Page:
One contention of opponents to nuclear power is that the cost of nuclear power is not complete. They argue as follows that subsidies, either from the government or future electric ratepayers, will be required.
Past research and development by the government has not been incorporated into the bill.
The cost of current research and development by the government ought to be borne by the industry.
Government services are provided at a loss to the taxpayer (for example, enrichment services, licensing charges, insurance, and waste disposal, when available).
Costs of decommissioning nuclear power plants ought to be added into the bill.
While CONAES has not investigated these items in great detail, we are of the opinion that none should, or can, be a source of large increase in the cost of nuclear power, for the following reasons.
It has not been the practice of the government to recover sunk research and development costs from industries that profit from the work. The rationale has been that the economic stimulus from new products yields a return to the government in general taxes. There is a certain amount of ideology involved in any contention of this nature. However, the existing practice serves the clear economic benefit of minimizing marginal costs for the benefits provided.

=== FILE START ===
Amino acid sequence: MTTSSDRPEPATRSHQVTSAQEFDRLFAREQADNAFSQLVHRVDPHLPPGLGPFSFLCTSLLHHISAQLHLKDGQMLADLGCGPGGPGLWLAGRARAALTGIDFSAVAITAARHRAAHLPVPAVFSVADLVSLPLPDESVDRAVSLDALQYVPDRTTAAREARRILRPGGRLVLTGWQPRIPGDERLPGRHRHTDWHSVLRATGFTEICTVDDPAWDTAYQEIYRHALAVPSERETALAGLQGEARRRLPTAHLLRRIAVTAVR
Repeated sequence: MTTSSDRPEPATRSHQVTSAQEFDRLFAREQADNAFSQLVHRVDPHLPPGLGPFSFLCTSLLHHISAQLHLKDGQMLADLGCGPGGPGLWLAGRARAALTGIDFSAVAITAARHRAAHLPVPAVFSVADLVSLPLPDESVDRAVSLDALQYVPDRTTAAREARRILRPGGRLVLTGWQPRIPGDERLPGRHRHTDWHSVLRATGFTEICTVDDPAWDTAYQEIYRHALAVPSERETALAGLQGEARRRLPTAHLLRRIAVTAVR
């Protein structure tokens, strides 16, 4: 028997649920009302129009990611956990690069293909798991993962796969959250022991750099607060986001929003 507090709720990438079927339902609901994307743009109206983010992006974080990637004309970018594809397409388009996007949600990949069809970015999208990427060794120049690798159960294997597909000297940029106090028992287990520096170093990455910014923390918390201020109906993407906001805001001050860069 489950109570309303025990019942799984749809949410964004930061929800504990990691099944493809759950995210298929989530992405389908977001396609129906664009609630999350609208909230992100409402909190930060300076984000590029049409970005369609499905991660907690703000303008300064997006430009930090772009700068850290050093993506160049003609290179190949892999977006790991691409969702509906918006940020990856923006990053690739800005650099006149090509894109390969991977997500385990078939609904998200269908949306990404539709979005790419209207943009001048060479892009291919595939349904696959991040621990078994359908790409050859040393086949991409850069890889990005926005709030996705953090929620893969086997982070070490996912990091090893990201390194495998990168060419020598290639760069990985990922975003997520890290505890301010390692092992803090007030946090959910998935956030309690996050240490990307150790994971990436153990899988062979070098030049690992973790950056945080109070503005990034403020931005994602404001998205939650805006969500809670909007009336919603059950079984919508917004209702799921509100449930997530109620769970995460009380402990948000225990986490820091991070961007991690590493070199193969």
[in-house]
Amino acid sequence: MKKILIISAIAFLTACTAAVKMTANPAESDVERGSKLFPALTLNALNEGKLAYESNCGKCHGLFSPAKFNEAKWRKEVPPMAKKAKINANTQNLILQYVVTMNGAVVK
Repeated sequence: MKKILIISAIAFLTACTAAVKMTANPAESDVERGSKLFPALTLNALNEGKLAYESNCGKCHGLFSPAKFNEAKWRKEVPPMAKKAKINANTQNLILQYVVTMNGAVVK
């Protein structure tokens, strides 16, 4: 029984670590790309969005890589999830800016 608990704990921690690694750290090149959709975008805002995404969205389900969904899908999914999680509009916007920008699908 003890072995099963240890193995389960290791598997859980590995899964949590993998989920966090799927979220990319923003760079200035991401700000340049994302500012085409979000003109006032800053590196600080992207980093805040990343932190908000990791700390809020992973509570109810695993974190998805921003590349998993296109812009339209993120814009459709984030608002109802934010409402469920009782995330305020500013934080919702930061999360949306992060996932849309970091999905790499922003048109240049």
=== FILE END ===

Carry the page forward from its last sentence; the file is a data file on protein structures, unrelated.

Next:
The industry is supporting most of the research and development that it considers necessary for its own continued profit. A great deal of the ongoing government research and development (such as safety research) consists of projects intended to support the general welfare. Other areas receiving large government support are justified by future general economic benefits, which are not recoverable by the industries involved. Both the LMFBR and solar power benefit from this policy.
We have not yet found a government “subsidy” by the accounting standards in force, Both licensing and Price-Anderson “insurance”60 seem to be charging fair fees for the services offered.* Enrichment services have been continuously scrutinized and found to be without subsidy. The price has gone up because the capital costs of plants have been allocated to the users. The government was originally the main customer for separative